Deer hunters headed into the woods across the state for last weekend’s opener, and it was a mixed bag of success with the Okanogan region garnering the best results.
“Participation was a bit lighter than expected, but it has been that way for the last couple of years,” said Dave Ware, a state Fish and Wildlife game manager. “A lot of people wait until later in the season hoping they might be more effective.”
That is when leaves have fallen off the trees, bushes are less dense and animals are more visible.
“The Okanogan region had good success rates for mule deer, and it was quite a bit higher than the past couple of years and kind of what we predicted,” Ware said. “Participation was light in northeast Washington, but we saw an uptick in whitetail deer and are hoping that continues.”
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At the Winthrop station, Fish and Wildlife checked 107 hunters Oct. 12-13 with 30 deer. The numbers suggest a reduction in hunting pressure, but a significant increase in success compared to last year’s opening weekend.
Scott Fitkin, a state Fish and Wildlife biologist at Winthrop, saw a higher than average percentage of the harvest in the 4½-year-old age class as expected, including a nice buck with a 30-inch-wide antler spread.
“Prospects for the rest of the season remain good, although mild weather will likely keep deer well distributed on the landscape,” Fitkin said.
Elsewhere in the eastern region, the Deer Park check station on Highway 395 in north Spokane County had about a 13 percent success rate. The department checked 91 hunters with 12 deer compared to 114 with 12 last year.
The Chattaroy check station surveyed 67 hunters with nine deer compared to 66 with nine last year.
Surveys taken last year in the Okanogan area saw 34 bucks per 100 does, which was the highest ratio seen in decades.
In Spokane, Lincoln and Whitman counties, there was a high fawn production last year, and herds seem to have recovered from severe winters in 2008 and 2009.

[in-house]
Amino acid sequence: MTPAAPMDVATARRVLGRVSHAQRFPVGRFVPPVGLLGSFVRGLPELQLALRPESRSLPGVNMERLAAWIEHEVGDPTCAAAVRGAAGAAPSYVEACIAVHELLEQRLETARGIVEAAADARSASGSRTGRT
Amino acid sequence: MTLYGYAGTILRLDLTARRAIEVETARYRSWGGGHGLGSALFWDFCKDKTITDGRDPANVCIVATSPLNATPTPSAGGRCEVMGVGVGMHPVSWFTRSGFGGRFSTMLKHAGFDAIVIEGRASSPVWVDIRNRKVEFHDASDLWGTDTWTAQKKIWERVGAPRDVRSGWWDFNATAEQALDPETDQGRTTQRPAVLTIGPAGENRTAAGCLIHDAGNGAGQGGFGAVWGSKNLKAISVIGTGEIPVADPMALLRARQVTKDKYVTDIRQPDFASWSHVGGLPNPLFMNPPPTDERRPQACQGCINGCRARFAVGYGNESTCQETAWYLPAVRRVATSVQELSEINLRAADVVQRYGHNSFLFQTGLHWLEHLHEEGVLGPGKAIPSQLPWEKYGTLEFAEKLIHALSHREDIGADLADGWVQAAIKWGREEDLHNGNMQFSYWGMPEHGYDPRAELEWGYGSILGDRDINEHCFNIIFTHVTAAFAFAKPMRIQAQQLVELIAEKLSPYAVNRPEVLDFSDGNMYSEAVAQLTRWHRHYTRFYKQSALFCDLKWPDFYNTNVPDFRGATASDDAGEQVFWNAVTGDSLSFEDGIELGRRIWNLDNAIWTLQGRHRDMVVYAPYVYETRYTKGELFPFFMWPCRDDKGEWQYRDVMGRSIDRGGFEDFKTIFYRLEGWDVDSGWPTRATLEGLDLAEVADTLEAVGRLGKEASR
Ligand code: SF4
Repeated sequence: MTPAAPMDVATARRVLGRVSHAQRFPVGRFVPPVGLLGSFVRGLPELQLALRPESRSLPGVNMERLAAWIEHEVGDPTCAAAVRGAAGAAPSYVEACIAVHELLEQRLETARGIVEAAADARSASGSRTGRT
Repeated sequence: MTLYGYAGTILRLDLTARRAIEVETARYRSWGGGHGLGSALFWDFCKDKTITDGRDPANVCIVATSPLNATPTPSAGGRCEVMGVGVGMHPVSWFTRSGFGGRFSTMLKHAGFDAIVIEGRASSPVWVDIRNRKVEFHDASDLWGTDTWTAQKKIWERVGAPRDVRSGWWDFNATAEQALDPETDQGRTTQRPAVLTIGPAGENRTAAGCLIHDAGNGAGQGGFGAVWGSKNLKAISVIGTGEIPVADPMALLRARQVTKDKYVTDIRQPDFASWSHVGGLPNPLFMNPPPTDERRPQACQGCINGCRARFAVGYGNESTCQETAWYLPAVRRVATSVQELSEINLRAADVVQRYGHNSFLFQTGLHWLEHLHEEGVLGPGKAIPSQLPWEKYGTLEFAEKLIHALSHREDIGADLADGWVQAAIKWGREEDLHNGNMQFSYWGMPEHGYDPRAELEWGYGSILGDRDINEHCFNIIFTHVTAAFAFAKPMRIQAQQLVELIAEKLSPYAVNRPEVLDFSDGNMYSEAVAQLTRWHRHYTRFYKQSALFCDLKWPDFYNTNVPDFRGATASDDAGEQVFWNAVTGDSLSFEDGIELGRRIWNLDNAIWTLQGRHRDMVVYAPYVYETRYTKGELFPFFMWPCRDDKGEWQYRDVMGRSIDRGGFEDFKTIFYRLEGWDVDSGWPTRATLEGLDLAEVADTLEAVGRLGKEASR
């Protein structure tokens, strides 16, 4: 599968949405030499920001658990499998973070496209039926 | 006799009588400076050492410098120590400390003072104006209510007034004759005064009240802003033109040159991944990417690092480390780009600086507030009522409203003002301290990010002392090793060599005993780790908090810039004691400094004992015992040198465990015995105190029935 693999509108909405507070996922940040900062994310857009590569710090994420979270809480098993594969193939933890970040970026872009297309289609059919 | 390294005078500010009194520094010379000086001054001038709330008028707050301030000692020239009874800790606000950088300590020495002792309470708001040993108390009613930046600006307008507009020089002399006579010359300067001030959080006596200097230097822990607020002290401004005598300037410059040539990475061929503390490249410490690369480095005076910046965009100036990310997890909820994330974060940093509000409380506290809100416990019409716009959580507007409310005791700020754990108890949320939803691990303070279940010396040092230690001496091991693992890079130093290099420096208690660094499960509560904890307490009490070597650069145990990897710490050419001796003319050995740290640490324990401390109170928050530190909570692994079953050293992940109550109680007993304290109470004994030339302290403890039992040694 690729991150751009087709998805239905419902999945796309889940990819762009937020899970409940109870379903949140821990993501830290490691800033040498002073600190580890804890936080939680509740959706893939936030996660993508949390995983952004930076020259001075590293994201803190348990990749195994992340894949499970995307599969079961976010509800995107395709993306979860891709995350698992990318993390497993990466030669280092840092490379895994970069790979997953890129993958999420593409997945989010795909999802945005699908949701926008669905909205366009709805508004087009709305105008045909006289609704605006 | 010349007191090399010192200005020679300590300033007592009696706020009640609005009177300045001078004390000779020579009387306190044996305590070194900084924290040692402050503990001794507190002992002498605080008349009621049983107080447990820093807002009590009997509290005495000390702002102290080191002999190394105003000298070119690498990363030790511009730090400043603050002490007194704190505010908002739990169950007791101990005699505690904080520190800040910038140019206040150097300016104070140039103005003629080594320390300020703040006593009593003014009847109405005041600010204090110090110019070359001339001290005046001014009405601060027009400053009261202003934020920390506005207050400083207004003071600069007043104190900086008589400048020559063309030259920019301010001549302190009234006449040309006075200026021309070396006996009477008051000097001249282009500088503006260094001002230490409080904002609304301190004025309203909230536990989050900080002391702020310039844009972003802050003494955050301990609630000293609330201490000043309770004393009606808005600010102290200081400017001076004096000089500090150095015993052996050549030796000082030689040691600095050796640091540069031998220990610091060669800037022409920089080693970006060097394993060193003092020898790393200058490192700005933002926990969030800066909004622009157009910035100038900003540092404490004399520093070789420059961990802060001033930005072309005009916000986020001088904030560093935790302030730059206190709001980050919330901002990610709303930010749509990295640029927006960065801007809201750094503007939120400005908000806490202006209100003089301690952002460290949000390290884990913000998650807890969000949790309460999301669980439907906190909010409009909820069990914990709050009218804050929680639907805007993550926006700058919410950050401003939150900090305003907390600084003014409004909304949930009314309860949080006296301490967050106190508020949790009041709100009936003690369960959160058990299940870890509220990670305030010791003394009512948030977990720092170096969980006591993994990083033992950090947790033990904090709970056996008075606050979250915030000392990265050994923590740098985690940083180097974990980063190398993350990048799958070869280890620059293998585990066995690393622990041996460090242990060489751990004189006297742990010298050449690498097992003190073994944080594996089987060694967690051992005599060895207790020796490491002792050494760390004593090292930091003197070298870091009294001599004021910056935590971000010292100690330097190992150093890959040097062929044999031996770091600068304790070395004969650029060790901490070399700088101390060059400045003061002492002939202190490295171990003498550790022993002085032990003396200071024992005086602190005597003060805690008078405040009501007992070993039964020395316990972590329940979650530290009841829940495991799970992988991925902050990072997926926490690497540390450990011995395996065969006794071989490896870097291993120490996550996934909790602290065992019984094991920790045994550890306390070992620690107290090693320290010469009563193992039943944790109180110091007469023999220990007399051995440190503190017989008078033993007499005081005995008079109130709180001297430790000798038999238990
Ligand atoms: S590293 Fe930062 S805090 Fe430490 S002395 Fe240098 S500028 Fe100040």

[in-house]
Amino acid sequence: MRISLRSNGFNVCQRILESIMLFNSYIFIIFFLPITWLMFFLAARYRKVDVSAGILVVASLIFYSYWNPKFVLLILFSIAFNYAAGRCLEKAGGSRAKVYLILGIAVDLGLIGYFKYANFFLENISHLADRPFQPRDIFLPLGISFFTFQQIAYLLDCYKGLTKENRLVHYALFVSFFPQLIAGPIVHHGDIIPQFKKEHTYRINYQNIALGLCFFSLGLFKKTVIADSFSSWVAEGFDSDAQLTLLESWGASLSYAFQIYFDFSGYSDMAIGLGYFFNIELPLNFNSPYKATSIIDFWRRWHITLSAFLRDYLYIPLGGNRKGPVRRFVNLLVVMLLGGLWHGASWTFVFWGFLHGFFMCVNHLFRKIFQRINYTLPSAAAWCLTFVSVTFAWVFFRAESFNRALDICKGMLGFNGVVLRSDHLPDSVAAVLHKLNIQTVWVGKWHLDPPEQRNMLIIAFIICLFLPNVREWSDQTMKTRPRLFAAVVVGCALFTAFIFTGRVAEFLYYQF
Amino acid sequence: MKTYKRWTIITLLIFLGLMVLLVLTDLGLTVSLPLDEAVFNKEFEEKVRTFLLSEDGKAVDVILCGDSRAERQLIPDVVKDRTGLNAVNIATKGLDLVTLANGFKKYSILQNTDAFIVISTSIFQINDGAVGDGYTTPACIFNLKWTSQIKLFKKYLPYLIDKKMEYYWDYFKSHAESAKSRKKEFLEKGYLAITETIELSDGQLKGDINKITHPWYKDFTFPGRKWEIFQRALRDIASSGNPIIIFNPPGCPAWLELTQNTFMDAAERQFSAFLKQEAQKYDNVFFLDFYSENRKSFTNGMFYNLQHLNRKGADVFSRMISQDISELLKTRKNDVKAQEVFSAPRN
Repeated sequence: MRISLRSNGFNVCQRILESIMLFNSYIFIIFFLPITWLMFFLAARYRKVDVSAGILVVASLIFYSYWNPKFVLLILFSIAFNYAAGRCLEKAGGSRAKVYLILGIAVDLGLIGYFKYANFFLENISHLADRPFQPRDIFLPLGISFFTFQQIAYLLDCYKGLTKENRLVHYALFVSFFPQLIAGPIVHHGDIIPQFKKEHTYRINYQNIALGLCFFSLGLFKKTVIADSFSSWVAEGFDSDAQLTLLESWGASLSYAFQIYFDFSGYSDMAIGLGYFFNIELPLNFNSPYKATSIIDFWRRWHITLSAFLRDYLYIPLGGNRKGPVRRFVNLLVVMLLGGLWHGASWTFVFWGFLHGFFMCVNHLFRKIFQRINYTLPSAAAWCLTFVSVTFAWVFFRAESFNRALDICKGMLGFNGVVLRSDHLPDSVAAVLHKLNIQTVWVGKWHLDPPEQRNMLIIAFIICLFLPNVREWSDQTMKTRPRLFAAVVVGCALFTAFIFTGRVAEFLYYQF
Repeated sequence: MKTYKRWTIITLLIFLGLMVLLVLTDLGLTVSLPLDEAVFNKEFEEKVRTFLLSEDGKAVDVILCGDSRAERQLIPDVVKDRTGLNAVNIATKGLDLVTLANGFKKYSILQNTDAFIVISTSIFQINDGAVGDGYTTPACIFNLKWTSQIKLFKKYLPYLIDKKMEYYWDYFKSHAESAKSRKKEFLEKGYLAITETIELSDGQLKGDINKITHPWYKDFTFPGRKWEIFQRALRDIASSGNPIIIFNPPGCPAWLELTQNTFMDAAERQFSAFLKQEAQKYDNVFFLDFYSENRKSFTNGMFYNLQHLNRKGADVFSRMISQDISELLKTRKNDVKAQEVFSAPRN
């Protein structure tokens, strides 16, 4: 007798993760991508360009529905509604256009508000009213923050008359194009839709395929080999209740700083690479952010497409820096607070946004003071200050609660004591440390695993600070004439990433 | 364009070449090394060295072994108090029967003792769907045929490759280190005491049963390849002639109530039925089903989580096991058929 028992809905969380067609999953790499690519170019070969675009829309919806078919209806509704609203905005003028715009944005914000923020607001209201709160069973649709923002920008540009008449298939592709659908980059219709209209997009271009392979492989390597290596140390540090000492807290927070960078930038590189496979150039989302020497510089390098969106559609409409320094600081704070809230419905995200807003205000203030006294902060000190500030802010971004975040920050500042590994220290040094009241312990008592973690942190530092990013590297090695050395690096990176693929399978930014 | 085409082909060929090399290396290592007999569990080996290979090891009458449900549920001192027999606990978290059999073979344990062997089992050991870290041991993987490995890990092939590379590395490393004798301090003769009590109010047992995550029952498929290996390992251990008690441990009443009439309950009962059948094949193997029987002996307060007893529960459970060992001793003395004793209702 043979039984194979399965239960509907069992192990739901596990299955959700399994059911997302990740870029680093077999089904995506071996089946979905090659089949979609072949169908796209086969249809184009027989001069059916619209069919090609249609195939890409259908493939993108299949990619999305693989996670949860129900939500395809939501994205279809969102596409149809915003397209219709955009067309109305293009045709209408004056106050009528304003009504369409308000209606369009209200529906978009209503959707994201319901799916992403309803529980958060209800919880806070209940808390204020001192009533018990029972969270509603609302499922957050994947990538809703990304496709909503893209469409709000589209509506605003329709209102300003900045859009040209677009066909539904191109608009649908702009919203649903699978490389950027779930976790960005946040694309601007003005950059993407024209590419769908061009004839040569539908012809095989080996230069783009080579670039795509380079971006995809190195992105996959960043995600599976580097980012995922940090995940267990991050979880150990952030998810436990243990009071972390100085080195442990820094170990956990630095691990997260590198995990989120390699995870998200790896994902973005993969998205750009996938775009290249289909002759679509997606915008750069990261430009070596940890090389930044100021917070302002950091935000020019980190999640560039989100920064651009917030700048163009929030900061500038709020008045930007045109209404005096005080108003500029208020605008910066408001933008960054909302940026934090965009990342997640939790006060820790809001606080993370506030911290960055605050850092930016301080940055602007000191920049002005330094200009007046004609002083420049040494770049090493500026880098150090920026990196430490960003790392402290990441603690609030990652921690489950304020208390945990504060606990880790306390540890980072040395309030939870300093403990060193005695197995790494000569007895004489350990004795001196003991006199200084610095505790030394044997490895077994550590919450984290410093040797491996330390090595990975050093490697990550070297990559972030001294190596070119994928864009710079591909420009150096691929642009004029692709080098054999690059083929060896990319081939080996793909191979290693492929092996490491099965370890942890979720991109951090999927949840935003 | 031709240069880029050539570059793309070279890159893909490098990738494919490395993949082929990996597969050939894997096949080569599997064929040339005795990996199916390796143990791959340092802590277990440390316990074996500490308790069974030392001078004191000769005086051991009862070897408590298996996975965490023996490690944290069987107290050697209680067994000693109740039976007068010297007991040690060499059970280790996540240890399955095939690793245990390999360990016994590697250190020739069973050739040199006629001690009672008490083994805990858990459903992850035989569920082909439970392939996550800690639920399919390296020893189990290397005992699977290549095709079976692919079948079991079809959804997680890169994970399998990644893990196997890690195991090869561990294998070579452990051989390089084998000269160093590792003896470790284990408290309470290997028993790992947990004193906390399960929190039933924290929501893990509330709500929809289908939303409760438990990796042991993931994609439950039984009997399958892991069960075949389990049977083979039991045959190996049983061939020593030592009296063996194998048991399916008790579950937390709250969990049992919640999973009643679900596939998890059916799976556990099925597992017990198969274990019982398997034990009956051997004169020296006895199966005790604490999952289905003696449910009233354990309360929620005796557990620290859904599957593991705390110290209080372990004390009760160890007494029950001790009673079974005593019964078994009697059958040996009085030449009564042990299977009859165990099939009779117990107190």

In western Washington, the opening weekend was on the slow side, and hunters tend to have better success later this month or during the late buck season in November.
According to Ware, hunting success in southwest Washington will be in the neighborhood of 20 to 25 percent.
The blacktail deer population looks stable, and the best success usually comes from the southwest region, although northern Puget Sound should have some glory moments for nice bucks.
Depending on the region, the general firearm deer-hunting season ends this Sunday or Oct. 25 or Oct. 31. The late blacktail season is Nov. 14-17, and the late whitetail season is Nov. 9-19.
The 69th Tengu Derby, one of the most challenging and longest running salmon derbies, will begin Oct. 27 in Elliott Bay. Last year, the 10-week derby produced 23 legal-size (more than 22 inches long) hatchery-marked Chinook for 46 anglers. The best fishing came in the second half of the season with 27 anglers Dec. 9 catching three, including the derby winner; 29 on Dec. 16 had four; 30 on Dec. 23 had five; and 28 on Dec. 30 had three.
In good years, it is not uncommon to have 50 to 100 fish weighed in for the season, but catches have dropped off since 2009. The record-low catch total since the derby began in 1946 was four fish in 2010, and the record catch was 234 in 1979.
The derby was named after Tengu, a fabled Japanese character who stretched the truth. Like Pinocchio, Tengu’s nose grew with every lie.
In the derby, only mooching (fishing using a banana-style lead weight to a leader with a herring) is allowed. No artificial lures, flashers, hoochies (plastic squids) or other gear like downriggers are permitted.
The derby is held from daybreak to 11 a.m. every Sunday through Dec. 29 at the Seacrest Boathouse in West Seattle. Cost is $15, and $5 for kids under age 12. Rental boats are $65, and $85 for boat and motor. Details: 206-324-7600.